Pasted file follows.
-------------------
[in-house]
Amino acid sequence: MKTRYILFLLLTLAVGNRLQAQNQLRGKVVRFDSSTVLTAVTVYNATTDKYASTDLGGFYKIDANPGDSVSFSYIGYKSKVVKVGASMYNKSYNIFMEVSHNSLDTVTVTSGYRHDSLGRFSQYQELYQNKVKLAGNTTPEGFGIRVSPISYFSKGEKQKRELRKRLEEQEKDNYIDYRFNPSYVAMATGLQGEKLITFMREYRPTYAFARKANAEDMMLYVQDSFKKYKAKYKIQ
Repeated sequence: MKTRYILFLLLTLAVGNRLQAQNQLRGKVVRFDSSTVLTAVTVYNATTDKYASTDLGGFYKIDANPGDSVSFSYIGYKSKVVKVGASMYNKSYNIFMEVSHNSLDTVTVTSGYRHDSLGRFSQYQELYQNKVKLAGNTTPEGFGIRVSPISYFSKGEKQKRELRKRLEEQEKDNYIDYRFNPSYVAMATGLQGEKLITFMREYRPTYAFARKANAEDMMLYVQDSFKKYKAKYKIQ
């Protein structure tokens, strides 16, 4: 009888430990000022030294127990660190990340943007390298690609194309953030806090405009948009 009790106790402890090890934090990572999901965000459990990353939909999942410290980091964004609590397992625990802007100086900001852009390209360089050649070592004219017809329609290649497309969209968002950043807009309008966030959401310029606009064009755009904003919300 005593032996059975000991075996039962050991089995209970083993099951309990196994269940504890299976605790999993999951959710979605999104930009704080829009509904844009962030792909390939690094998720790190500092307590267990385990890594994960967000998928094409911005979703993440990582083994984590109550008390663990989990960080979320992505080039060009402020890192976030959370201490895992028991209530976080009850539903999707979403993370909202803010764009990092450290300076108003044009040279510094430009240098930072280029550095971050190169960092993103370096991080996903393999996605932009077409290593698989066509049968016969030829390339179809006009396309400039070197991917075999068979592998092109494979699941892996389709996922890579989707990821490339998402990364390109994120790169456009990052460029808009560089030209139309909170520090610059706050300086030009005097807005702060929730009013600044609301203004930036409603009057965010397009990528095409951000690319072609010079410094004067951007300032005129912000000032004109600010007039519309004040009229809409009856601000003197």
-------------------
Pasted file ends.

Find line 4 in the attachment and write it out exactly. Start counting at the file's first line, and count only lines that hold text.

């Protein structure tokens, strides 16, 4: 009888430990000022030294127990660190990340943007390298690609194309953030806090405009948009 009790106790402890090890934090990572999901965000459990990353939909999942410290980091964004609590397992625990802007100086900001852009390209360089050649070592004219017809329609290649497309969209968002950043807009309008966030959401310029606009064009755009904003919300 005593032996059975000991075996039962050991089995209970083993099951309990196994269940504890299976605790999993999951959710979605999104930009704080829009509904844009962030792909390939690094998720790190500092307590267990385990890594994960967000998928094409911005979703993440990582083994984590109550008390663990989990960080979320992505080039060009402020890192976030959370201490895992028991209530976080009850539903999707979403993370909202803010764009990092450290300076108003044009040279510094430009240098930072280029550095971050190169960092993103370096991080996903393999996605932009077409290593698989066509049968016969030829390339179809006009396309400039070197991917075999068979592998092109494979699941892996389709996922890579989707990821490339998402990364390109994120790169456009990052460029808009560089030209139309909170520090610059706050300086030009005097807005702060929730009013600044609301203004930036409603009057965010397009990528095409951000690319072609010079410094004067951007300032005129912000000032004109600010007039519309004040009229809409009856601000003197």